“It is known that the more tasks a person is responsible for at the same time, the less you can concentrate on any one thing. Go to a unit and understand everything a nurse is responsible for all at once,” McNee says. “The alarms, medications, monitors, recordkeeping, and maybe keeping track of who’s going to lunch and when. Eliminate as much of that as you can and you’ll see the nurse improve her real job and protect patient safety.”
Provider stress and burnout are worsening in healthcare, but not because clinicians are weaker in any way than they were in the past, says Thomas H. Lee, MD, chief medical officer with Press Ganey, headquartered in South Bend, IN. Rather, it is the increasing complexity of medical care that is contributing to rising stress levels.
“There has been so much scientific progress and we can do so much more, but the result is that there are so many more people involved and the risk of poor coordination and dropped balls goes up exponentially,” Lee says. “There is an obligation to be in touch with everyone involved, and that leads to the fear of screwing up, the idea that you didn’t touch base with everyone, or they didn’t understand what you meant.”
That fear comes to the forefront when clinicians are talking to the patient and it is clear that not everyone is working together, he says.
“That’s the kind of thing that is dispiriting. Even if patients aren’t actually hurt by it, patients lose their trust that everyone is working together and clinicians lost that psychological reward of people feeling grateful for what they’ve done,” Lee explains. “The root cause of the challenge is medical progress, more people, and more complexity. There is more chance for error and an emotional drain that results.”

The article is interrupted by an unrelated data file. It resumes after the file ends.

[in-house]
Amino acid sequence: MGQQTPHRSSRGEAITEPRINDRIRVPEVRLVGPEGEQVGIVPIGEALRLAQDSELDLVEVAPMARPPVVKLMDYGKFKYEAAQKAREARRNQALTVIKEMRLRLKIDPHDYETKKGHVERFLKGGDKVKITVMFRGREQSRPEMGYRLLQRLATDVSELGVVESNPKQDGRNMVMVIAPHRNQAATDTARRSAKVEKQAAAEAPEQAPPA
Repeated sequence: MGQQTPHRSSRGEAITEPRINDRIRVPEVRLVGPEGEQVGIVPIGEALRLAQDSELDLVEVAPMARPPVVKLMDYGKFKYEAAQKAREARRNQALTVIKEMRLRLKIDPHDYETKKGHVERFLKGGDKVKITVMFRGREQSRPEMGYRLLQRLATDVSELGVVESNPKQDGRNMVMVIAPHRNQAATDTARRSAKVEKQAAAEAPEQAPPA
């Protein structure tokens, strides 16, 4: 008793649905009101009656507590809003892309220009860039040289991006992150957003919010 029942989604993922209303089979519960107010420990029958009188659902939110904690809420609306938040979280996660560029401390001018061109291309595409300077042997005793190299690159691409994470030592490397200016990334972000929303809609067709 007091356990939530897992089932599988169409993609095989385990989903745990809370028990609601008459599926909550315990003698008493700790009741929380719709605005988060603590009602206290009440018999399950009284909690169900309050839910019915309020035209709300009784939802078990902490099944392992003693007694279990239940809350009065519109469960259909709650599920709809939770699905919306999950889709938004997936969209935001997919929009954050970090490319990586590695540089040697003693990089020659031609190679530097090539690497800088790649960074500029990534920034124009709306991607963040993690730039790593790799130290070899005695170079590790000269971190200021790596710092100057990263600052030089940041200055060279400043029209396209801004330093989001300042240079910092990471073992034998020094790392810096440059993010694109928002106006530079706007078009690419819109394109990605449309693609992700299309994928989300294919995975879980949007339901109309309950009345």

Lee authored a paper with a colleague on understanding burnout in healthcare professionals, concluding that a key solution is to help them spend more time actually caring for patients and have more pride in their work.
They wrote that “organizations should reinforce individual clinicians’ ability to find meaning in their work, reduce clinicians’ work that is external to patient care, and define an organizational culture with values that make clinicians proud.” Even without definitive answers to what causes burnout and how to avoid it, organizations “can act now to counter the forces that worsen burnout and work to enhance the reasons for clinicians to find pride in their work.” (An abstract of the report is available online at: https://bit.ly/2jXh5P4.)
Clinician burnout also can lead to high turnover rates, which bring additional patient safety risks, Lee says. The rule of thumb in healthcare is that the economic hit to the organization when a staff member or physician leaves is equal to 1.5 times that person’s salary, he explains. Enough people leaving can have a financial effect on the organization that also can affect safety.
Healthcare organizations must pursue three major methods to address stress and burnout, Lee says. First, they must eliminate unnecessary work burdens and impediments to the workflow. Second, organizations have to reinforce the internal satisfaction of providing healthcare to others, the reason that people go into this line of work, Lee says. The third focus should be improving the resilience of people, the ability to adapt to the unexpected and the unpleasant.
“People are able to do that when they feel they are part of an organization that makes them proud,” Lee says. “It has the right values and is trying to do the right things.”
Financial Disclosure: Author Greg Freeman, Editor Jill Drachenberg, Editor Jonathan Springston, Editorial Group Manager Leslie Coplin, Accreditations Manager Amy Johnson, MSN, RN, CPN, and Nurse Planner Maureen Archambault report no consultant, stockholder, speaker’s bureau, research, or other financial relationships with companies having ties to this field of study. Consulting Editor Arnold Mackles, MD, MBA, LHRM, discloses that he is an author and advisory board member for The Sullivan Group and that he is owner, stockholder, presenter, author, and consultant for Innovative Healthcare Compliance Group.